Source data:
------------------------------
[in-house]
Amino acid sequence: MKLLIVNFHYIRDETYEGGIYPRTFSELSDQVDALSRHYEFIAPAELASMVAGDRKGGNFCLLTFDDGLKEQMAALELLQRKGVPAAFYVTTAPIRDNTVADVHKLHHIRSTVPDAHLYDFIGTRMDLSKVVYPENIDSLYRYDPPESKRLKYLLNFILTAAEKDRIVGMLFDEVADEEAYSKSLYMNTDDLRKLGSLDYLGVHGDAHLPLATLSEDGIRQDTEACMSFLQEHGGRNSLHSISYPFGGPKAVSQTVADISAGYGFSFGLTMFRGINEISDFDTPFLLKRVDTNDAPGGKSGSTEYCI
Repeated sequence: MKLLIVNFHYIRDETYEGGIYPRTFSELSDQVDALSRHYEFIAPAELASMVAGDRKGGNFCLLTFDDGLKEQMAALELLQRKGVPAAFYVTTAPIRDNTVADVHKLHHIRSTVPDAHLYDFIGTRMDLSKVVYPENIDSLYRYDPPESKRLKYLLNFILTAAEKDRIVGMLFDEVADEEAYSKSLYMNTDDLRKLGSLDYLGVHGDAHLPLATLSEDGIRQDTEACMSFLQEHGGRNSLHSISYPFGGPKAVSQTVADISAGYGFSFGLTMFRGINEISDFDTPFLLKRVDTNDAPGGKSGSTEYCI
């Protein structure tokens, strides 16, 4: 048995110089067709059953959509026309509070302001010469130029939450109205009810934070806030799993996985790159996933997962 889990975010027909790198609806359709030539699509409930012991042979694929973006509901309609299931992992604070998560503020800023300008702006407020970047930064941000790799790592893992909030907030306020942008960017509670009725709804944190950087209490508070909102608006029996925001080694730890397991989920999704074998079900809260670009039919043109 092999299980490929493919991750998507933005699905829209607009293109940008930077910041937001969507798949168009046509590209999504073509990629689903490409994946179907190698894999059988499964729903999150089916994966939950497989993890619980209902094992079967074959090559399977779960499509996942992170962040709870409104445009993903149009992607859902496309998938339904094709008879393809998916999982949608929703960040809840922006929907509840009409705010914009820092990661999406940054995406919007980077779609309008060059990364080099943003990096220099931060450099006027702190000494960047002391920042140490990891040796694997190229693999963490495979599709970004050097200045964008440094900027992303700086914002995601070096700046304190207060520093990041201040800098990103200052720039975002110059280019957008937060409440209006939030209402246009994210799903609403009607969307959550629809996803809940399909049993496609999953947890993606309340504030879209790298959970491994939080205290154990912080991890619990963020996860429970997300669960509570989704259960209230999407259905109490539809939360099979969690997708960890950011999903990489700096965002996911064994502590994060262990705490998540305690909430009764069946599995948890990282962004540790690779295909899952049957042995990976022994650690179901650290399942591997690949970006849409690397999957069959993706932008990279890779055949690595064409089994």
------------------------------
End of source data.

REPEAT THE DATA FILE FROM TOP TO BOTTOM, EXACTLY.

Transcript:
[in-house]
Amino acid sequence: MKLLIVNFHYIRDETYEGGIYPRTFSELSDQVDALSRHYEFIAPAELASMVAGDRKGGNFCLLTFDDGLKEQMAALELLQRKGVPAAFYVTTAPIRDNTVADVHKLHHIRSTVPDAHLYDFIGTRMDLSKVVYPENIDSLYRYDPPESKRLKYLLNFILTAAEKDRIVGMLFDEVADEEAYSKSLYMNTDDLRKLGSLDYLGVHGDAHLPLATLSEDGIRQDTEACMSFLQEHGGRNSLHSISYPFGGPKAVSQTVADISAGYGFSFGLTMFRGINEISDFDTPFLLKRVDTNDAPGGKSGSTEYCI
Repeated sequence: MKLLIVNFHYIRDETYEGGIYPRTFSELSDQVDALSRHYEFIAPAELASMVAGDRKGGNFCLLTFDDGLKEQMAALELLQRKGVPAAFYVTTAPIRDNTVADVHKLHHIRSTVPDAHLYDFIGTRMDLSKVVYPENIDSLYRYDPPESKRLKYLLNFILTAAEKDRIVGMLFDEVADEEAYSKSLYMNTDDLRKLGSLDYLGVHGDAHLPLATLSEDGIRQDTEACMSFLQEHGGRNSLHSISYPFGGPKAVSQTVADISAGYGFSFGLTMFRGINEISDFDTPFLLKRVDTNDAPGGKSGSTEYCI
């Protein structure tokens, strides 16, 4: 048995110089067709059953959509026309509070302001010469130029939450109205009810934070806030799993996985790159996933997962 889990975010027909790198609806359709030539699509409930012991042979694929973006509901309609299931992992604070998560503020800023300008702006407020970047930064941000790799790592893992909030907030306020942008960017509670009725709804944190950087209490508070909102608006029996925001080694730890397991989920999704074998079900809260670009039919043109 092999299980490929493919991750998507933005699905829209607009293109940008930077910041937001969507798949168009046509590209999504073509990629689903490409994946179907190698894999059988499964729903999150089916994966939950497989993890619980209902094992079967074959090559399977779960499509996942992170962040709870409104445009993903149009992607859902496309998938339904094709008879393809998916999982949608929703960040809840922006929907509840009409705010914009820092990661999406940054995406919007980077779609309008060059990364080099943003990096220099931060450099006027702190000494960047002391920042140490990891040796694997190229693999963490495979599709970004050097200045964008440094900027992303700086914002995601070096700046304190207060520093990041201040800098990103200052720039975002110059280019957008937060409440209006939030209402246009994210799903609403009607969307959550629809996803809940399909049993496609999953947890993606309340504030879209790298959970491994939080205290154990912080991890619990963020996860429970997300669960509570989704259960209230999407259905109490539809939360099979969690997708960890950011999903990489700096965002996911064994502590994060262990705490998540305690909430009764069946599995948890990282962004540790690779295909899952049957042995990976022994650690179901650290399942591997690949970006849409690397999957069959993706932008990279890779055949690595064409089994």